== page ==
Coping With A Rare Drought

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Gardening in southeast Michigan, I may not be able to grow all the warm weather plants I love, but one thing I don’t often have to worry about is water. Surrounded by the Great Lakes and with a few inches of rain per month typical, drought is a rare occurrence. With a changing climate, though, those of us gardening in Michigan will have to deal with it more often. 

Changing Climate, Growing Drought

According to studies, drought is one of the inevitable consequences of a warming climate. This holds true for much of the world, but national and local research indicates Michigan will also be experiencing more frequent drought. 

Michigan Environment Watch recently reported on the National Climate Assessment and its projected impacts in the state. Drought is expected to be more frequent and severe in the state, threatening vulnerable species and Michigan’s valuable forestry and agriculture industries. 

How I Deal with Drought in the Garden

For the home gardener, drought is much less of a serious concern that it is for farmers and other industries impacted by the change. Still, everyone who grows plants needs to be aware of the potential for drought and what to do about it. When we experience growing season droughts in the area, here’s how I cope: 

  • Let the grass go. A lot of people get bent out of shape when the grass browns in midsummer. They water to keep it unnaturally green. I recognize and embrace the fact that grass is supposed to go dormant at the hottest time of year. I never water the lawn, during a drought or not. I also avoid cutting the grass.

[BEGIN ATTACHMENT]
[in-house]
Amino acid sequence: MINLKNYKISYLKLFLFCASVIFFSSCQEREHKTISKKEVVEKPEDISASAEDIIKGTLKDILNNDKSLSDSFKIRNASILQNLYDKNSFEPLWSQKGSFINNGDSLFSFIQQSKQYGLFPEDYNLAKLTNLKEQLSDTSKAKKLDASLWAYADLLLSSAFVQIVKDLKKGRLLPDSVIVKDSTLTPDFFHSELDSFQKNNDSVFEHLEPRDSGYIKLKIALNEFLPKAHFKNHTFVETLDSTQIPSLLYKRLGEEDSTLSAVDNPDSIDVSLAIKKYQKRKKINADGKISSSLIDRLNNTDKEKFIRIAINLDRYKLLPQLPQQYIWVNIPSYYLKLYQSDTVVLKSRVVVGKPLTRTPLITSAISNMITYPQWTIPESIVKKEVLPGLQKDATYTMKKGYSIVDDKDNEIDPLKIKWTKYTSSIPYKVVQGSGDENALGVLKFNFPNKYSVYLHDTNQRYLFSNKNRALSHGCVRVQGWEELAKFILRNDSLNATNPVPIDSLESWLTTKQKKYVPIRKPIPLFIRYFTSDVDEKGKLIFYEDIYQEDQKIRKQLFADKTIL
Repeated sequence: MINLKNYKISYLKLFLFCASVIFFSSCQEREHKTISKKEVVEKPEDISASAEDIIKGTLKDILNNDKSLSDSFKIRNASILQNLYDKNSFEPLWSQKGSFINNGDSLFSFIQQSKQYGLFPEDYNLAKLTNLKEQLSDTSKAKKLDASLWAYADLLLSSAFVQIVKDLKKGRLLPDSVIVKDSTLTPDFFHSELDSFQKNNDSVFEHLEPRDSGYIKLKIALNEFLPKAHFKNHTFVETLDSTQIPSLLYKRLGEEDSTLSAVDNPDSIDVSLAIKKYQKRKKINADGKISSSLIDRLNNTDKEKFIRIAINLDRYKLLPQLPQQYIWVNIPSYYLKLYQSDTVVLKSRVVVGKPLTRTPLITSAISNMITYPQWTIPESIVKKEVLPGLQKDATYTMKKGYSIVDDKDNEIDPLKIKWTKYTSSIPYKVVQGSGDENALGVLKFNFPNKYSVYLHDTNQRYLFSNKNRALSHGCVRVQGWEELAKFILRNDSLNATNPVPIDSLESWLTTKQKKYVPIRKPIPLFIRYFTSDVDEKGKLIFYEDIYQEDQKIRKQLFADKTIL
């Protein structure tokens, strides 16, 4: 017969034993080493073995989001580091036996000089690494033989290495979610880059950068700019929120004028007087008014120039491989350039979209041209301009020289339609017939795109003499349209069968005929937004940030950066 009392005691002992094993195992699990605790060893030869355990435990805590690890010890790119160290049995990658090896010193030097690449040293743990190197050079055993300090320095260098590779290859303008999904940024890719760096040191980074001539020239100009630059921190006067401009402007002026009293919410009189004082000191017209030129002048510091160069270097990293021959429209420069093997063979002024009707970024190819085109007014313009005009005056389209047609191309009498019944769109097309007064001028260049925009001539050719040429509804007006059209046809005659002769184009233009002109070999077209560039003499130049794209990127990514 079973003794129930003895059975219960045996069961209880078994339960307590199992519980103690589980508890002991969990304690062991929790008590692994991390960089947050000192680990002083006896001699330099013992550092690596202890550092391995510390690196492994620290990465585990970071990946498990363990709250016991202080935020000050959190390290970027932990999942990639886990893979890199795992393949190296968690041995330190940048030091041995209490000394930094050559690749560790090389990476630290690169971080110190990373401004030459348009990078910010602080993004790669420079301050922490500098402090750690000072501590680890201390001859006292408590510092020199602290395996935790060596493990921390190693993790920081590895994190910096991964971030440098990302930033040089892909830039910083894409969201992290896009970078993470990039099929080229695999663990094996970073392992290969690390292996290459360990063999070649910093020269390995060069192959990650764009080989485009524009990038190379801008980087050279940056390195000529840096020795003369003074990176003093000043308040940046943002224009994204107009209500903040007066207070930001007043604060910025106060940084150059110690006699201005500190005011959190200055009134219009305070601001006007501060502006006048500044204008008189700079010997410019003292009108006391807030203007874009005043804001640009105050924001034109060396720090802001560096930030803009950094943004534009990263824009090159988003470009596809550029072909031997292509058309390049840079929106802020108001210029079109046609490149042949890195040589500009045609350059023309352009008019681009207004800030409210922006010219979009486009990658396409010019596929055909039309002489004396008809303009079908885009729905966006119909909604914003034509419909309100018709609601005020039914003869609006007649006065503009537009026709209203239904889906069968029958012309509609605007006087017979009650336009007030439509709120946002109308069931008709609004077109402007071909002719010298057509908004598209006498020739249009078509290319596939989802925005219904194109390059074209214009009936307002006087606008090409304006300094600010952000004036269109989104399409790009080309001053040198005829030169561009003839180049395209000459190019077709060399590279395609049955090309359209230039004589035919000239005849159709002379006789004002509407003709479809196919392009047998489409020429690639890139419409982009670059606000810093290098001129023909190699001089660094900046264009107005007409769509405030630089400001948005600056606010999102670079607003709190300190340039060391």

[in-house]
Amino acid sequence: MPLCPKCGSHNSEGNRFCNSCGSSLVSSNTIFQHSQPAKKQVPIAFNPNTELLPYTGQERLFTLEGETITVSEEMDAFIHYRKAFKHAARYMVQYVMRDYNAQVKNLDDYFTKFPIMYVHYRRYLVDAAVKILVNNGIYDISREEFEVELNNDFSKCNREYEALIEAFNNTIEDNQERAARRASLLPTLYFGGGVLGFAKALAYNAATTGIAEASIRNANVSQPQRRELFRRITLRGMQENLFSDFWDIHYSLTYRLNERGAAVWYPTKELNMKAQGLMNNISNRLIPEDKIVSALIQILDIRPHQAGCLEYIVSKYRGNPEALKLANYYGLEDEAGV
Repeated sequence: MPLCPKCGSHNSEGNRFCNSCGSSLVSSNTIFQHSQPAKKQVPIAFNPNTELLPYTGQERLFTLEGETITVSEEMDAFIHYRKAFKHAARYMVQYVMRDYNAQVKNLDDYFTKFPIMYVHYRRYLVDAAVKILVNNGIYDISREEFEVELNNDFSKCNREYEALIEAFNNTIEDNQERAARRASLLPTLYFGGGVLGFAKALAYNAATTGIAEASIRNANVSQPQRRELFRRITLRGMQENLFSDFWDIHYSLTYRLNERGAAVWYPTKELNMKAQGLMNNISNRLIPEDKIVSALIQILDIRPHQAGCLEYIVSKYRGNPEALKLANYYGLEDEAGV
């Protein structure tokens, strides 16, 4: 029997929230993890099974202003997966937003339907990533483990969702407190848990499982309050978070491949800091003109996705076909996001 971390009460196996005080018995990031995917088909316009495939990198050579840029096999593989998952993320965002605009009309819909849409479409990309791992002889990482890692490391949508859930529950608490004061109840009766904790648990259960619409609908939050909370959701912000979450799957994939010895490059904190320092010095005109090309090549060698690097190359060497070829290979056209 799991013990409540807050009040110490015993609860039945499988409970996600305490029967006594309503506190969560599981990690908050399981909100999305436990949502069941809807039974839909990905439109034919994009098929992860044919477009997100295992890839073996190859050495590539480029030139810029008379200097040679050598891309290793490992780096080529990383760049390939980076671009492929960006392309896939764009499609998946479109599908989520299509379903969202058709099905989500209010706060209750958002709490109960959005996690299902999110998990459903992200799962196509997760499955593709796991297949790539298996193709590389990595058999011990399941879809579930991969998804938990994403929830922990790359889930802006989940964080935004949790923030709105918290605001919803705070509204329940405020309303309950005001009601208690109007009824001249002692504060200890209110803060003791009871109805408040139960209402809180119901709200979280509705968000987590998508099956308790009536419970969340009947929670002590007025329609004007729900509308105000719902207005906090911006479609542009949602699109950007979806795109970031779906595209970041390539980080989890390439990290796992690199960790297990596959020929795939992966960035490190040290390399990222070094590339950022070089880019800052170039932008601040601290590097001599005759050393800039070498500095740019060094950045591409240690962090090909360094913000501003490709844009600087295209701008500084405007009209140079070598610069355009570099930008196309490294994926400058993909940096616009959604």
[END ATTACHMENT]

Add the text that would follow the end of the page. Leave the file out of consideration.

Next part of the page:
• Save water for the most vulnerable. I don’t want to waste water on established plants during a drought. It’s best to use as little water as possible, so I save it for plants in containers, which dry out quickly, and anything I’ve planted recently, like a new perennial or shrub. 
  • Water wisely. When conserving water, it’s best to use it as efficiently as possible. I like to water early in the morning and direct the water right into the soil and down to the roots. Sprinkling plants will only waste water that quickly evaporates. 
  • Weed more. Weeds compete with your garden plants for water and nutrients. I try to weed regularly anyway, but during a drought I pull them daily so that all available water goes to my garden plants. 
  • Add mulch. I already have mulch in most of my beds, but during a drought I add more. Mulch around the base of a plant helps hold moisture in the soil. A little extra, plus some around plants in containers, can make a big difference. 

Droughts aren’t forever, and my garden always survives. As the climate continues warming, I’ll be ready for more frequent droughts. 

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